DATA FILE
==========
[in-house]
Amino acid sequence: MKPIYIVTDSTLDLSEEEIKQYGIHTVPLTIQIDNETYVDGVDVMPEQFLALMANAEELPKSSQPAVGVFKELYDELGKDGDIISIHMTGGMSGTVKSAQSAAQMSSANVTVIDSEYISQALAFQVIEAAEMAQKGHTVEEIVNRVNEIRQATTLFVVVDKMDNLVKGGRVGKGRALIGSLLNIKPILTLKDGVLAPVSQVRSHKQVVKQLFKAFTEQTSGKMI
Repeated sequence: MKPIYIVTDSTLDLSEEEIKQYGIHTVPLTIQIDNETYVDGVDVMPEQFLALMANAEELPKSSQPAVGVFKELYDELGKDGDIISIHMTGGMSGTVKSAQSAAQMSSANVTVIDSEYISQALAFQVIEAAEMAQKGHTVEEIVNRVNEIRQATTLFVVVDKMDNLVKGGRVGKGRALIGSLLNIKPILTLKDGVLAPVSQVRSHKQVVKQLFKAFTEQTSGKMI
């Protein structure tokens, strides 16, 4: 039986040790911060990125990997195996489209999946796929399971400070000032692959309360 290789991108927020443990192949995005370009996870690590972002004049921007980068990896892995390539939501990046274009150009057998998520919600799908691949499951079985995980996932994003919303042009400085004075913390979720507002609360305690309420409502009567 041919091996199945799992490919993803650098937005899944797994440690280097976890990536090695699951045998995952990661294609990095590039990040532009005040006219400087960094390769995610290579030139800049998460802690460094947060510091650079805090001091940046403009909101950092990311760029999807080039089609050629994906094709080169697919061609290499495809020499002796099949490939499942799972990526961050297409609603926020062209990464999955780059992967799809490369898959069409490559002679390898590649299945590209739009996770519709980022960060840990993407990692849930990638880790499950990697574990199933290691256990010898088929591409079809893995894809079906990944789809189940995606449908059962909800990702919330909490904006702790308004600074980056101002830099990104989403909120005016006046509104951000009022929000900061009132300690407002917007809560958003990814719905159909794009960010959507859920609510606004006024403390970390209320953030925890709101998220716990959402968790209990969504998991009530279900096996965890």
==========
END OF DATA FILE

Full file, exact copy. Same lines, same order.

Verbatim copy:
[in-house]
Amino acid sequence: MKPIYIVTDSTLDLSEEEIKQYGIHTVPLTIQIDNETYVDGVDVMPEQFLALMANAEELPKSSQPAVGVFKELYDELGKDGDIISIHMTGGMSGTVKSAQSAAQMSSANVTVIDSEYISQALAFQVIEAAEMAQKGHTVEEIVNRVNEIRQATTLFVVVDKMDNLVKGGRVGKGRALIGSLLNIKPILTLKDGVLAPVSQVRSHKQVVKQLFKAFTEQTSGKMI
Repeated sequence: MKPIYIVTDSTLDLSEEEIKQYGIHTVPLTIQIDNETYVDGVDVMPEQFLALMANAEELPKSSQPAVGVFKELYDELGKDGDIISIHMTGGMSGTVKSAQSAAQMSSANVTVIDSEYISQALAFQVIEAAEMAQKGHTVEEIVNRVNEIRQATTLFVVVDKMDNLVKGGRVGKGRALIGSLLNIKPILTLKDGVLAPVSQVRSHKQVVKQLFKAFTEQTSGKMI
């Protein structure tokens, strides 16, 4: 039986040790911060990125990997195996489209999946796929399971400070000032692959309360 290789991108927020443990192949995005370009996870690590972002004049921007980068990896892995390539939501990046274009150009057998998520919600799908691949499951079985995980996932994003919303042009400085004075913390979720507002609360305690309420409502009567 041919091996199945799992490919993803650098937005899944797994440690280097976890990536090695699951045998995952990661294609990095590039990040532009005040006219400087960094390769995610290579030139800049998460802690460094947060510091650079805090001091940046403009909101950092990311760029999807080039089609050629994906094709080169697919061609290499495809020499002796099949490939499942799972990526961050297409609603926020062209990464999955780059992967799809490369898959069409490559002679390898590649299945590209739009996770519709980022960060840990993407990692849930990638880790499950990697574990199933290691256990010898088929591409079809893995894809079906990944789809189940995606449908059962909800990702919330909490904006702790308004600074980056101002830099990104989403909120005016006046509104951000009022929000900061009132300690407002917007809560958003990814719905159909794009960010959507859920609510606004006024403390970390209320953030925890709101998220716990959402968790209990969504998991009530279900096996965890």